April 20, 1918.
As it has been just a week since I wrote you last I will try to give you a few lines again to-night. I have just got back from Prof. Lincke’s where we had another session over the German English Catechism of the Canada Synod and as I was anxious to finish up the job I stayed over till late. Hence I haven’t a great deal of time before the hour of retiring in which to write and will therefore have to be more or less brief. We have been having quite spring like weather again for a few days with now and then April showers, and I have been very busy digging in my garden and planting seed. The garden is a large one – the biggest I have ever had – and has to be spaded up first; which is rather slow work. However, I have been getting along quite famously and have about half of it spaded and the following seeds planted, to wit: Lettuce, onions, pease, cabbage, salsify, parsnips, and perhaps one or two other things that I don’t remember just now. I intend to plant yet corn, beans, cucumbers, cauliflower, potatoes, pumpkins and leeks and endives. If
they all do well we ought to be able to live through the summer and fall at any rate. We have raspberry bushes and strawberries also in the garden and rhubarb. The garden should be a great help to us in these hard times when they are putting new regulations and restrictions on everything which we have to buy. It is terrific the way things are going up in price. I don’t see how common people are going to live much longer at the rate things are going. I thought it was about the last straw this week when tobacco took a jump. On a 45₵ can less than two weeks ago the price I had to pay the other day was 55₵. And so it is on everything. But I suppose we shouldn’t complain, seeing it is all supposed to be for the good of the cause. I preached last Sunday night in St. Matthews Church, Kitchener and will receive $5 for the service when it comes in. Next Sunday I am to supply for Dr. Hoffemann in Toronto. I will probably get $10 for that, which will give me 5 dollars or a little better clear. Every little helps in these [?] times when money goes so short a distance in purchasing power. Dr. Laury, who is at present engaged in the service of the war commission, has sent in his resignation as President of the Colleges and Dean of the Seminary to the President of the Board. The Board will hold its meeting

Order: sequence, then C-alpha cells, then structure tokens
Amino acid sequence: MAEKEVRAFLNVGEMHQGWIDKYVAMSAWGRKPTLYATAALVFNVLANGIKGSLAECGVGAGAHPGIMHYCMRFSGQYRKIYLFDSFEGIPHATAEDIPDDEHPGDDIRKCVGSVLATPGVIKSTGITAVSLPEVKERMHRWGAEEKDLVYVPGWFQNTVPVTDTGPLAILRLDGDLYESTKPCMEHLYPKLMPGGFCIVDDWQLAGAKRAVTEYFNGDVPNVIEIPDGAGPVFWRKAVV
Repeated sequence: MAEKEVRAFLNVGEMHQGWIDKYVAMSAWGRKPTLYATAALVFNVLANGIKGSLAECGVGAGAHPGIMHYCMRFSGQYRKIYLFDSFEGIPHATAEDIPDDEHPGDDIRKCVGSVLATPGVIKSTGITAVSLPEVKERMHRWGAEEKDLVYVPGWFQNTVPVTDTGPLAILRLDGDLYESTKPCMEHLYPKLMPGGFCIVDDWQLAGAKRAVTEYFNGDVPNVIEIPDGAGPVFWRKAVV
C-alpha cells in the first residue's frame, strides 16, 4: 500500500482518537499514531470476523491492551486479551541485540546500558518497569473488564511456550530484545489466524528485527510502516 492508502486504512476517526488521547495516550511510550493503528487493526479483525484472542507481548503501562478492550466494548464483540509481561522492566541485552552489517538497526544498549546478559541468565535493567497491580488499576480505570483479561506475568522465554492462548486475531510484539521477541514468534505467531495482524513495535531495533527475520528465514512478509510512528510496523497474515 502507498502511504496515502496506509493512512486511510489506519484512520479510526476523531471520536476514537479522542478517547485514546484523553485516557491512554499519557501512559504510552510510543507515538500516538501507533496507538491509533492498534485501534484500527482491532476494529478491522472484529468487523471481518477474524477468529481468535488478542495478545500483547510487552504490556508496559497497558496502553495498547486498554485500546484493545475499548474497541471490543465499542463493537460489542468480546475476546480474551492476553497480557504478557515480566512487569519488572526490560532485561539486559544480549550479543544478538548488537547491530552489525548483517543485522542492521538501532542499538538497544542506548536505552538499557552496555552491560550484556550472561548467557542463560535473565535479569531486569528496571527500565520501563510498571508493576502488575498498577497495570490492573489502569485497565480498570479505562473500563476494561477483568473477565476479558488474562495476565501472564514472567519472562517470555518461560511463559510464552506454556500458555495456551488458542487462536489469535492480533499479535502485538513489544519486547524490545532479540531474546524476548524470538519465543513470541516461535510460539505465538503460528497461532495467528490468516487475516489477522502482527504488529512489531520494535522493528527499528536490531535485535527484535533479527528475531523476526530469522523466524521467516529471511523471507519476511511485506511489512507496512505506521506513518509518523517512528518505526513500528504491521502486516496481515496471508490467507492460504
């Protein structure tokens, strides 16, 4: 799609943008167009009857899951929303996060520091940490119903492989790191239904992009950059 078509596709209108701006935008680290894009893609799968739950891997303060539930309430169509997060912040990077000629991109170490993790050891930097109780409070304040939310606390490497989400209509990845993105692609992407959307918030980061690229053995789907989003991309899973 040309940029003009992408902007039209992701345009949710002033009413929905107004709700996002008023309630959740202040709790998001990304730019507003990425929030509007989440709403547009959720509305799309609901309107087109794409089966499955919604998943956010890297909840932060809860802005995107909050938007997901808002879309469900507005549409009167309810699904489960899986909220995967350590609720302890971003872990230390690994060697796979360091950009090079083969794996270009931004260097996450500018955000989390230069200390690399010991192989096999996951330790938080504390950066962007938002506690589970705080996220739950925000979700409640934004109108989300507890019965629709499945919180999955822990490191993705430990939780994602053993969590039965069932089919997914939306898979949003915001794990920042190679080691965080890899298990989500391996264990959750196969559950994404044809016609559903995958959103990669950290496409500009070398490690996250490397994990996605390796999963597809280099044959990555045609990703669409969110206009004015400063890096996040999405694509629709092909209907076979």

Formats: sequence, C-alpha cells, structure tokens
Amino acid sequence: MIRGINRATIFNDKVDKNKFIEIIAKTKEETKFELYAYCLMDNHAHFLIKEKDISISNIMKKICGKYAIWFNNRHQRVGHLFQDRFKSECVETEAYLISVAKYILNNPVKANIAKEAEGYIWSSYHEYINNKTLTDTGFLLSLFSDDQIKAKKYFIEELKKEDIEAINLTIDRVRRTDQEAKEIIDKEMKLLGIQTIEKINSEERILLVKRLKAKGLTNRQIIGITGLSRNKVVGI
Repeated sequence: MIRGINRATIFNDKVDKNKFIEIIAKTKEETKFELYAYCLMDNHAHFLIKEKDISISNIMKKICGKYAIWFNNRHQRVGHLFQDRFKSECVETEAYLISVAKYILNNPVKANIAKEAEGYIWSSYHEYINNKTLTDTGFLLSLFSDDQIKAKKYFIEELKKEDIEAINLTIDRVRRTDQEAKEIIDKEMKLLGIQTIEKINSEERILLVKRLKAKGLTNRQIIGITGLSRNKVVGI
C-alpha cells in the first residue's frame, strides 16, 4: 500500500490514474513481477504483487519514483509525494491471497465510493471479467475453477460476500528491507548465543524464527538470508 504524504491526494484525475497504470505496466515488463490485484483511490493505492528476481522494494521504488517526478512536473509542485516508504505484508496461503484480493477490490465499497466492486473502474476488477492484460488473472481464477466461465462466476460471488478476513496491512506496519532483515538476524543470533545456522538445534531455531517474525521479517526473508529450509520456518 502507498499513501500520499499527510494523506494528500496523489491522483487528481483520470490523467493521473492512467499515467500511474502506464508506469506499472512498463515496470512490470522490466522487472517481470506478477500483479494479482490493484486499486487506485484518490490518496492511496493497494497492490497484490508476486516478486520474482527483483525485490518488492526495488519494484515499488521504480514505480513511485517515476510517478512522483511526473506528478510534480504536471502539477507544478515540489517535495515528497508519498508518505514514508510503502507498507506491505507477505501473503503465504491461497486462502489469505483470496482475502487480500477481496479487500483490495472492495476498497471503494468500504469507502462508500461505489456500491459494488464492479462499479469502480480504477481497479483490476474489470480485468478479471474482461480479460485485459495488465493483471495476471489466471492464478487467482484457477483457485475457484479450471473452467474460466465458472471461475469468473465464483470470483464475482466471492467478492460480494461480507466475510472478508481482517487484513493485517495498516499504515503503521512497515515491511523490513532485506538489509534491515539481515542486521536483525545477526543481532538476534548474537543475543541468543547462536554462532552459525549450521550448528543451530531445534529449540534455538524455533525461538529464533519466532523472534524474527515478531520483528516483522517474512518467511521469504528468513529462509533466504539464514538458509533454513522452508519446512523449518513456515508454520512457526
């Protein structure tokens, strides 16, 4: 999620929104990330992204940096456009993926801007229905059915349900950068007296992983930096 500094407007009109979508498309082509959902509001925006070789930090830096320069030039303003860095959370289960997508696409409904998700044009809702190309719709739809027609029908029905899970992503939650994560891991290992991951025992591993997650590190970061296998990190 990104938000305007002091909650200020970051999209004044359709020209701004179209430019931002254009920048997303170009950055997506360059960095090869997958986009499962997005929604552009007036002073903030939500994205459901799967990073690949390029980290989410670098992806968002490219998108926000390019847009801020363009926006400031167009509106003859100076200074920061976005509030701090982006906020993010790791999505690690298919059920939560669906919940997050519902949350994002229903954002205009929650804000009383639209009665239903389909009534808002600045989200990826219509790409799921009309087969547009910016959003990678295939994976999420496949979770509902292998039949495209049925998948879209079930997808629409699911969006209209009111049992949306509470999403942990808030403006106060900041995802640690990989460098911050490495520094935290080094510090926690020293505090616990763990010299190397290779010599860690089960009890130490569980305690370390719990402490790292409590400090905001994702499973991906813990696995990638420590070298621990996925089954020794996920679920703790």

to act on the resignation here on May 7. It will undoubtedly be accepted. I don’t know what they will do to fill the vacancy thus created. They may offer me the job. I am not anxious for it, as I would rather be free from the responsibility it involves, but if they offer it I will not push it away. On the other hand I will not make any move toward it or feel disappointed if it should not come my way. The chiefly desirable thing about it would be the increase in salary which would be most acceptable. I had my doubts when Dr. Laury left as to whether he would ever be back again, as he took all his books and belongings with him and left nothing behind. But he never said anything. He is as close in that respect as your ex-pastor Murray is. The Board will have to secure two new men next year, one for the College and one for the Seminary; and owing to war conditions the prospects are not very bright for either of these institutions. It seems that this terrible war daily grows worse and more burdensome. I sometimes wonder how long the nations are going to stand for it. Carolus is well again. I doubt if he had the mumps. I think it was only trouble of a glandular
nature due to a cold. We are still keeping the children home, but none of them have shown any symptoms or sign of the mumps. They are having great times playing out in the yard these days. Even Robert is out nearly all day. Our grass is green and almost in need of mowing and the trees are beginning to bud out. The birds keep up a regular chorus in our spruce grove, but we haven’t the variety of birds that we had at Morrisburg. Here we have only blackbirds and robins. Bonnie received the music Pearl sent her and thinks it very fine. She will write Pearl in a day or two. She is through with house cleaning now except the cellar which she proposes to do yet this week. But I must close. With love to all, I am
Most Sincerely yours
[signed] Carroll H. Little